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Special Report

Farewell to the Tevatron

The top U.S. particle collider, now eclipsed by a more powerful European machine, will be switched off September 30

Inside the Tevatron; the Human-Computer Interface; DNA Computing.

In this episode, Scientific American editor Mark Alpert talks about his trip inside the Tevatron, the world's most powerful particle accelerator, at the Fermi National Accelerator Laboratory, and the future of the Tevatron, specifically for neutrino research. Scientific American senior writer Wayt Gibbs reports on the recent CHI2006 conference. CHI is for computer human interface, and the conference is the largest annual meeting of computer scientists who study and invent the ways that humans and computers talk to each other. Wayt interviewed Ed Cutrell, from Microsoft Research's Adaptive Systems Interaction Group, and reviews some of the subjects he came across at the meeting. Finally, computer scientist and chemist Ehud Shapiro talks about DNA computers and his article on the subject in the May issue of Scientific American. Plus, test your knowledge about some recent science in the news.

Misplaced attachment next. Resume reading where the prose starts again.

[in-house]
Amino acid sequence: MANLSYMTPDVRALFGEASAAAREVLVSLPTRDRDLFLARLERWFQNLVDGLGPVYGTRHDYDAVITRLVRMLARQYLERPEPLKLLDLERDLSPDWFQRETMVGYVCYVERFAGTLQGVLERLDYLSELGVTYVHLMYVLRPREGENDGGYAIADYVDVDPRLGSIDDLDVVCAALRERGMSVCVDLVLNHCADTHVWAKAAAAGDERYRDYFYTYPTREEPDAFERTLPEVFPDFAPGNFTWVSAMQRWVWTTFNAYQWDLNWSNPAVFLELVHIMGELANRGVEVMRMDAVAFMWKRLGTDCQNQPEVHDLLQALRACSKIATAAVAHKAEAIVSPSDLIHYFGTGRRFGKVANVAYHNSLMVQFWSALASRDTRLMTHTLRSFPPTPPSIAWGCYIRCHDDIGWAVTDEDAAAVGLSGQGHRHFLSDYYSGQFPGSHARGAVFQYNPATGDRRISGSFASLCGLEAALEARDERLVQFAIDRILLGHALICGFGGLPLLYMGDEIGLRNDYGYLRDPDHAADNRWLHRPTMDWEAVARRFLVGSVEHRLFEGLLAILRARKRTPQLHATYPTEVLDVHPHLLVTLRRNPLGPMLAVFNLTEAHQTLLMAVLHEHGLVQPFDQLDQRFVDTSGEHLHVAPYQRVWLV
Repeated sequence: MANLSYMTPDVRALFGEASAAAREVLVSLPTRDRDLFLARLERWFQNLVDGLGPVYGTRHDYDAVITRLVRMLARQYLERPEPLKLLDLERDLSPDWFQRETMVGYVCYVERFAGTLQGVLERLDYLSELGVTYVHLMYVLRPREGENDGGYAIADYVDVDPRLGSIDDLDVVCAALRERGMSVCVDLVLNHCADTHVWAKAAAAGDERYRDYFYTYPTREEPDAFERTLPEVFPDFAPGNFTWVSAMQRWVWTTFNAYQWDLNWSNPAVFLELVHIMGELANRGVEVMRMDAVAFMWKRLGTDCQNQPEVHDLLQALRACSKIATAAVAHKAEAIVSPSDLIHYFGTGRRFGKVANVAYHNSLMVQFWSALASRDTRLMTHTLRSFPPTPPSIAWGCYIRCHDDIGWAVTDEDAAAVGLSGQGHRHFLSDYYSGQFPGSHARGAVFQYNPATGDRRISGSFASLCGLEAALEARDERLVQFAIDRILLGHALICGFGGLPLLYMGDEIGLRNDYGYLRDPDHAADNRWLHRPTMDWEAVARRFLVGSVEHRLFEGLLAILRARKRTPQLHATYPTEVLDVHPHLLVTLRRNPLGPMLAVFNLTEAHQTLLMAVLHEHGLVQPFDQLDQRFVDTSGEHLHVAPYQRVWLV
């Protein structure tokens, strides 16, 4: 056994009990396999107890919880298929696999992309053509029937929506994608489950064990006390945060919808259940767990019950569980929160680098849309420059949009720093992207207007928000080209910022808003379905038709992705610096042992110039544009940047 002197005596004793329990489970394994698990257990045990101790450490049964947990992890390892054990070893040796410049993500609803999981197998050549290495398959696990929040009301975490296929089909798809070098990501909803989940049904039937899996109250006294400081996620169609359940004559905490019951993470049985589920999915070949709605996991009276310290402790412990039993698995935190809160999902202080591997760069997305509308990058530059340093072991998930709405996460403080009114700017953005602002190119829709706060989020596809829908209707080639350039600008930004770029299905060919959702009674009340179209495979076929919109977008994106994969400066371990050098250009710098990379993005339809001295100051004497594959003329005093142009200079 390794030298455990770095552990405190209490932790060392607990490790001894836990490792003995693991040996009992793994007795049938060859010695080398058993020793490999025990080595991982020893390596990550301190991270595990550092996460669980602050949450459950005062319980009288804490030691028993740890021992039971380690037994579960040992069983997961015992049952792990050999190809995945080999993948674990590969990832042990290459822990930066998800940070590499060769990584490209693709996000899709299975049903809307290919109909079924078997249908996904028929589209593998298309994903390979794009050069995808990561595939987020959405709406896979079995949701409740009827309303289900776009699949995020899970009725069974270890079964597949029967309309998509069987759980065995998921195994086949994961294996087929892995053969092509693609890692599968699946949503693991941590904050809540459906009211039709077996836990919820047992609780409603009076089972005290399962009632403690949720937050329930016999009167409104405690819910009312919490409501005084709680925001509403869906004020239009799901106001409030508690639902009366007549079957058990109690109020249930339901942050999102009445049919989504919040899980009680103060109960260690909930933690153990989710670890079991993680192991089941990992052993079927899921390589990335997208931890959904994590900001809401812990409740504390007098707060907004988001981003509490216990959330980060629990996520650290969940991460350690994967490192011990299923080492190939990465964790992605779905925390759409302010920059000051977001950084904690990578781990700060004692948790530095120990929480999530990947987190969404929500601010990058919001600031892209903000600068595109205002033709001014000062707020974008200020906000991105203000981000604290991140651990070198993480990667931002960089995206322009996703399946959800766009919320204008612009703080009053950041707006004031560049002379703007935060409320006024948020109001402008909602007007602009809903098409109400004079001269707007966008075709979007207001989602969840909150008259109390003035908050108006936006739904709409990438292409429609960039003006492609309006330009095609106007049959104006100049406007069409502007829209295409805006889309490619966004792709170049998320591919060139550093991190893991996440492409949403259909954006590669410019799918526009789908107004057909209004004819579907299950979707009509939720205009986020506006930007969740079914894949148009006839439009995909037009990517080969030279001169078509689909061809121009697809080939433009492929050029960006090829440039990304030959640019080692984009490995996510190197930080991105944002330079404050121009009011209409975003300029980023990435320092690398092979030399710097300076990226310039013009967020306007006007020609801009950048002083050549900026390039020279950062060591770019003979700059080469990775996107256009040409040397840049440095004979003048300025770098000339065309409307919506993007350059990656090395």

May 17, 2006 — Steve Mirsky

Budget crunch could prematurely shutter Tevatron

It has been a rough 2011 for the physicists working on the Tevatron, the top particle collider in the U.S. and the second most powerful in the world after Europe's Large Hadron Collider.

February 21, 2011 — John Matson

Fermilab says: "Hey wait, we're in the Higgs hunt, too!"

It looks like the Large Hadron Collider (LHC) may have some competition in its search for the much-anticipated Higgs boson, the source of mass.

Yesterday CERN, the European particle physics lab, announced that on September 10 it would begin shooting protons around the full 27 kilometers (17 miles) of the circular LHC—the most powerful particle accelerator ever built—building up to collisions with a second, opposing beam in subsequent months.

August 8, 2008 — JR Minkel

In praise of the Tevatron

Tomorrow, the Tevatron particle accelerator at Fermilab will shut down. The end will be no song and dance: the accelerator operators will simply stop putting new protons and antiprotons into the machine.

September 29, 2011 — Kelly Oakes
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Scientific American Health & Medicine

Scientific American Health & Medicine